The international community watched in horror last week as armed radicals in Paris massacred a dozen people at a satirical magazine, held hostage a kosher supermarket, killing four of its shoppers, and engaged in a standoff with police.
“These madmen, fanatics, have nothing to do with the Muslim religion,” French President Francois Hollande told citizens in a televised address on Friday denouncing the attacks. “France has not seen the end of the threats it faces.”
The chain of events leading to one of the grisliest terror attacks in recent French history was launched at about 11:30 in the morning on Jan. 7. Two gunmen, later identified as brothers Cherif and Said Kouachi, forced their way into the offices of Charlie Hebdo, a satirical weekly known for its caricatures mocking religious and political leaders, and killed 12 people before escaping in a stolen car.
[pullquote]We need to be more careful than ever and really be aware of our environment.”[/pullquote]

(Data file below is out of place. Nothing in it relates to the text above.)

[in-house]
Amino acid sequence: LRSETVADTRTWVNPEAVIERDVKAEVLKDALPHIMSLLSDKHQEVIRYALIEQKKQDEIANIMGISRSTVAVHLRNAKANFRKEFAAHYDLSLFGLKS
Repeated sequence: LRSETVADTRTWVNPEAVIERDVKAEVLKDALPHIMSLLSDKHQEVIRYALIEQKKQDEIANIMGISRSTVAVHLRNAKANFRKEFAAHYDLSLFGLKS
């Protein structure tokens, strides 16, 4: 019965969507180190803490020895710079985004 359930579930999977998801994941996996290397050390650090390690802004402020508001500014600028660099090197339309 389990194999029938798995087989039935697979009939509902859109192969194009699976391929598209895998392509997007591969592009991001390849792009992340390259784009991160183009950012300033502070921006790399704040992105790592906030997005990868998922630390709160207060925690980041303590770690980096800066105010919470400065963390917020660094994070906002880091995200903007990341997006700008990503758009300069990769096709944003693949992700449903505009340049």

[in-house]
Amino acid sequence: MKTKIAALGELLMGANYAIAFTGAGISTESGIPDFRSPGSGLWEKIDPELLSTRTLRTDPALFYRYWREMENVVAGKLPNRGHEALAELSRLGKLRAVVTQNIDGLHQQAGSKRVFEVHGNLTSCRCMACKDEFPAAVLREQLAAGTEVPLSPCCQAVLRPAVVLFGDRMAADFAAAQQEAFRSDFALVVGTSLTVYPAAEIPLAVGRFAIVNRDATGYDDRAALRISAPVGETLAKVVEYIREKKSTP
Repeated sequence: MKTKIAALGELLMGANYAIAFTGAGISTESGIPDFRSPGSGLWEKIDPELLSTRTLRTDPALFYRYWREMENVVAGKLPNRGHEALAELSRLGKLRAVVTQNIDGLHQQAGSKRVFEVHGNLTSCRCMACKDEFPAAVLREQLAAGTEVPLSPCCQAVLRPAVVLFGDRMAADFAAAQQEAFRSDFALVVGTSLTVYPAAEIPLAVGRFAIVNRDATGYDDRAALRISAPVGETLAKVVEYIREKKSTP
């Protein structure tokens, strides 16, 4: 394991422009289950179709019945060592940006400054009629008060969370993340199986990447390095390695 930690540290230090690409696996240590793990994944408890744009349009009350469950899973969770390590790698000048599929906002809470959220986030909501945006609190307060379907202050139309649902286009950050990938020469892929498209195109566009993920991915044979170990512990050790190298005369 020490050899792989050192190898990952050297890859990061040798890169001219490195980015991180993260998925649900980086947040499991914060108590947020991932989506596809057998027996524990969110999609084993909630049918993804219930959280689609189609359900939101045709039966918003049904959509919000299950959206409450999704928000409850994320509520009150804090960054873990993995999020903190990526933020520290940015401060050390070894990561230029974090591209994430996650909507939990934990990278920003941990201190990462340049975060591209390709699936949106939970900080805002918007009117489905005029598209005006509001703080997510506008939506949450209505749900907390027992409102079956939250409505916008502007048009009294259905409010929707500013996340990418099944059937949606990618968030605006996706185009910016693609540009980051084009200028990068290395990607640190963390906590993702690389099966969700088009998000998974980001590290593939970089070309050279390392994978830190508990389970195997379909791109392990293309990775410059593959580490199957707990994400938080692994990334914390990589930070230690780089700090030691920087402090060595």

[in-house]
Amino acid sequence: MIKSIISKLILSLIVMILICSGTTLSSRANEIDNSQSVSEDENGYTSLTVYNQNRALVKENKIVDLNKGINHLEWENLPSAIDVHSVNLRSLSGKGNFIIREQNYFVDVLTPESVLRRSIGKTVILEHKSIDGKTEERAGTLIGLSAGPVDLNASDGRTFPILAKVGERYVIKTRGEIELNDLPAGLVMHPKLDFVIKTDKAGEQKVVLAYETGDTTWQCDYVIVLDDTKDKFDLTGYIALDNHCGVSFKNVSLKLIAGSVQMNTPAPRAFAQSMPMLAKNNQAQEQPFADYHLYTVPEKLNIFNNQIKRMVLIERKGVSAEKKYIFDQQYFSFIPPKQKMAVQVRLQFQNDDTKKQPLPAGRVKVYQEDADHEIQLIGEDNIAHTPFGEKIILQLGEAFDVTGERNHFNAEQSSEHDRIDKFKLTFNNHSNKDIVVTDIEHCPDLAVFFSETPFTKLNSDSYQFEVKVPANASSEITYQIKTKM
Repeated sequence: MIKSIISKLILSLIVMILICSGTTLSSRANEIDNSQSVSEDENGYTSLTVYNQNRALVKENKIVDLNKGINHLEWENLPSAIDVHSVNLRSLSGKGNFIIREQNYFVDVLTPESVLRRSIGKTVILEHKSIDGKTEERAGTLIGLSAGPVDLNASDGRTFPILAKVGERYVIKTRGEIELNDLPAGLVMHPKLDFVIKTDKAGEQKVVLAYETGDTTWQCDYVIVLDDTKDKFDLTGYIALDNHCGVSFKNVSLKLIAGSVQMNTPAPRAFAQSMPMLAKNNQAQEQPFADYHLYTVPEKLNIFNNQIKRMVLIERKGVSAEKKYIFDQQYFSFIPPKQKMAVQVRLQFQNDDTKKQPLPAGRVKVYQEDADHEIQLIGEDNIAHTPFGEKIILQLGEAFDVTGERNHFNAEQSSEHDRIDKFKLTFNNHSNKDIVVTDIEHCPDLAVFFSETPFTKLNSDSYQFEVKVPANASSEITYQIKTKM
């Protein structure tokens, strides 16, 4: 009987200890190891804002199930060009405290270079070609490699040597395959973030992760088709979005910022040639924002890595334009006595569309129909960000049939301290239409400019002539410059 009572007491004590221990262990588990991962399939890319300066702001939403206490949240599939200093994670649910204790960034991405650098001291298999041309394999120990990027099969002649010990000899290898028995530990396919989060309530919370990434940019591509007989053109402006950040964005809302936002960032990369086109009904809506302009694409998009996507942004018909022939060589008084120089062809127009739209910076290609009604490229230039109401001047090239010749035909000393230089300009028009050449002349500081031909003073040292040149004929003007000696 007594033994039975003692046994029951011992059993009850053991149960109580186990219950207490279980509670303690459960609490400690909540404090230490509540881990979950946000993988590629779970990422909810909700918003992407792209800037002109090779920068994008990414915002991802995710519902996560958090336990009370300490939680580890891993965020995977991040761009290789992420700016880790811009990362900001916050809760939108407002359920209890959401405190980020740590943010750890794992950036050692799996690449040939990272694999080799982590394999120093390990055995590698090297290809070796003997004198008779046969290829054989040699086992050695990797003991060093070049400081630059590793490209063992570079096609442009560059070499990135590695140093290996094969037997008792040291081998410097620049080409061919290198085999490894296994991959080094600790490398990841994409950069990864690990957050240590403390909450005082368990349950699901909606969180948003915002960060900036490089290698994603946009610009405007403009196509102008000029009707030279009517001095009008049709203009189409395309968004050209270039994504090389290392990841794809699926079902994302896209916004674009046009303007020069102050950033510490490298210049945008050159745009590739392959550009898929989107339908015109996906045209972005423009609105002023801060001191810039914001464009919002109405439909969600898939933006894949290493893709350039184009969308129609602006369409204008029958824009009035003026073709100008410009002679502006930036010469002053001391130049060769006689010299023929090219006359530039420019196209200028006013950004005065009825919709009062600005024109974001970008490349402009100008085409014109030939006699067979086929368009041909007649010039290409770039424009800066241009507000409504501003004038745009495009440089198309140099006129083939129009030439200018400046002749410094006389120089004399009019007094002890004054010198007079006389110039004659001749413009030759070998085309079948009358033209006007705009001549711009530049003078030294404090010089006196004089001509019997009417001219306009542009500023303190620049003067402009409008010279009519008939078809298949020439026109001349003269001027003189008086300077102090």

A day later, a policewoman was shot to death in Paris, an incident later traced to the terrorist group, and the brothers were said to be en route to northern France. The following day, a Friday, two hostage situations arose: First, the brothers took a hostage in an industrial area where they had been surrounded by police, and then, a short while later, a man identified as Amedy Coulibaly took five hostages at the Hyper Cacher kosher market in eastern Paris. Reports said that Coulibaly threatened to kill the hostages if police attacked the brothers.
By 5 p.m. local time, police raided both locations and all three gunmen were killed, but not before a total of 17 victims were killed, including four Jews at the market.
In the immediate aftermath of the events, world leaders denounced the attacks, and rallies were held around the globe in support of the victims. Today, Jewish communities both in Europe and the states are left to assess their own safety at a time when many fear anti-Semitism and radical ideology are racing toward a dangerous peak.
“It’s shocking when these things happen,” said Cailey Locklair Tolle, deputy executive director of the Baltimore Jewish Council. “Our community now is making sure that we’re being vigilant and that we’re really paying attention as far as our security protocols go, and that’s really all you can do.”
Tolle said that the uptick in violent incidents at Jewish sites around the world, especially in Europe, is worrying.
“We need to be more careful than ever and really be aware of our environment,” she said.